I am excited to see my interactive piece, “Visualizing Digital Seriality, or: All Your Mods Are Belong to Us,” out now in the latest issue of Kairos: A Journal of Rhetoric, Technology, and Pedagogy. This is by far the most technically demanding piece of scholarship I have ever produced, and it underwent what is possibly the most rigorous peer-review process to which any of my published articles has ever been subject. If you’re interested in data visualization, distant reading techniques, network graphing, critical code studies, game studies, modding scenes, or Super Mario Bros. (and who doesn’t like Super Mario Bros.?), check it out!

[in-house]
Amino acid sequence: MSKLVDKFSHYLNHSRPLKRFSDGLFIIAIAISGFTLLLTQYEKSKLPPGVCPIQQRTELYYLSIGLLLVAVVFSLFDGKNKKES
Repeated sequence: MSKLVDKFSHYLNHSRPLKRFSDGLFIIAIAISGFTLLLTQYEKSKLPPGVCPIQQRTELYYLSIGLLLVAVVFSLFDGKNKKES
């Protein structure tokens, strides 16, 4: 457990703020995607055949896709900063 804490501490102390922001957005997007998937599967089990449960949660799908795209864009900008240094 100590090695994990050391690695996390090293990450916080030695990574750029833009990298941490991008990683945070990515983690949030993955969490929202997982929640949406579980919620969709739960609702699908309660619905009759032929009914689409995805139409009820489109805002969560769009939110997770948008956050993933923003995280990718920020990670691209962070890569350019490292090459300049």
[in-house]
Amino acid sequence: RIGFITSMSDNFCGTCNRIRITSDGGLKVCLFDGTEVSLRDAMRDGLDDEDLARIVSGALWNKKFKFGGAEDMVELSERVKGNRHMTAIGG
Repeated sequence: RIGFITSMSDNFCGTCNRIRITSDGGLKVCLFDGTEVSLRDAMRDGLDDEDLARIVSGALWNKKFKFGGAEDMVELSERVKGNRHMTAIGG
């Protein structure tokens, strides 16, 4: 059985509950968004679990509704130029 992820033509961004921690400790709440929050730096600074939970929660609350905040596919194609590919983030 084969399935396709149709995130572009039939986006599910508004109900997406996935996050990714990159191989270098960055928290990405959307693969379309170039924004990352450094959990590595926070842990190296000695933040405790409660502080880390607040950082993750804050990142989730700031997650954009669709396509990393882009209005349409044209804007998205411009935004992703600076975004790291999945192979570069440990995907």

One of the most important philosophical reflections on technology in recent years (or ever, for that matter) is Bernard Stiegler‘s three-volume work, Technics and Time. Now, over on twitter, someone has undertaken the task of adapting this work to a series of tweets–performatively raising questions about contemporary changes in the meting out of time by means of digital technics, perhaps? In any case, the stream (@TechnicsAndTime), signed “Not Bernard Stiegler”, just got underway a couple of days ago, so it’s not too late to jump in. And it’s always nice to read a gem like this in the midst of all the other significant and insignificant tweets scrolling by: “Nonorganic organizations of matter have their own dynamic when compared with that of either physical or biological beings.” In this spirit, enjoy!